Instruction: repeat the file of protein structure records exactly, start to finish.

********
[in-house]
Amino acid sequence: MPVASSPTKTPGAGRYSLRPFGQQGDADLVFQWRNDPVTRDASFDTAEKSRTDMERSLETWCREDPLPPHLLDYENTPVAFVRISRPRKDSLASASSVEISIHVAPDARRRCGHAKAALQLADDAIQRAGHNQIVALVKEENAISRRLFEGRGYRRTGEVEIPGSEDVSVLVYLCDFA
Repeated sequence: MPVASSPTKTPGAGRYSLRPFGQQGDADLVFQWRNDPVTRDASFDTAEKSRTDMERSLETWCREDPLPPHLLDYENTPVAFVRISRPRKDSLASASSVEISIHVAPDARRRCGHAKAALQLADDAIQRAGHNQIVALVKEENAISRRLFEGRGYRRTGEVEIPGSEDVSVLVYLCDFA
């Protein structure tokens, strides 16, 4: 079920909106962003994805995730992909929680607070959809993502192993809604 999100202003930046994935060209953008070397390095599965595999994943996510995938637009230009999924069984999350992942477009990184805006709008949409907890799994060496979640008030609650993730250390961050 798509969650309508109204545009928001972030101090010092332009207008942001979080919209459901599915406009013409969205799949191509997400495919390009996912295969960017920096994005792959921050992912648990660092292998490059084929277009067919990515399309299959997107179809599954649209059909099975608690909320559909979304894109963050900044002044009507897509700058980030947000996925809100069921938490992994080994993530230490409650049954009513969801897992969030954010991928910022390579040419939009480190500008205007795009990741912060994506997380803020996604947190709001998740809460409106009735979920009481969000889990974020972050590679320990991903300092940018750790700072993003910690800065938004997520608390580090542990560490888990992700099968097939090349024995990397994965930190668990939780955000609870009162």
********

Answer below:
[in-house]
Amino acid sequence: MPVASSPTKTPGAGRYSLRPFGQQGDADLVFQWRNDPVTRDASFDTAEKSRTDMERSLETWCREDPLPPHLLDYENTPVAFVRISRPRKDSLASASSVEISIHVAPDARRRCGHAKAALQLADDAIQRAGHNQIVALVKEENAISRRLFEGRGYRRTGEVEIPGSEDVSVLVYLCDFA
Repeated sequence: MPVASSPTKTPGAGRYSLRPFGQQGDADLVFQWRNDPVTRDASFDTAEKSRTDMERSLETWCREDPLPPHLLDYENTPVAFVRISRPRKDSLASASSVEISIHVAPDARRRCGHAKAALQLADDAIQRAGHNQIVALVKEENAISRRLFEGRGYRRTGEVEIPGSEDVSVLVYLCDFA
């Protein structure tokens, strides 16, 4: 079920909106962003994805995730992909929680607070959809993502192993809604 999100202003930046994935060209953008070397390095599965595999994943996510995938637009230009999924069984999350992942477009990184805006709008949409907890799994060496979640008030609650993730250390961050 798509969650309508109204545009928001972030101090010092332009207008942001979080919209459901599915406009013409969205799949191509997400495919390009996912295969960017920096994005792959921050992912648990660092292998490059084929277009067919990515399309299959997107179809599954649209059909099975608690909320559909979304894109963050900044002044009507897509700058980030947000996925809100069921938490992994080994993530230490409650049954009513969801897992969030954010991928910022390579040419939009480190500008205007795009990741912060994506997380803020996604947190709001998740809460409106009735979920009481969000889990974020972050590679320990991903300092940018750790700072993003910690800065938004997520608390580090542990560490888990992700099968097939090349024995990397994965930190668990939780955000609870009162």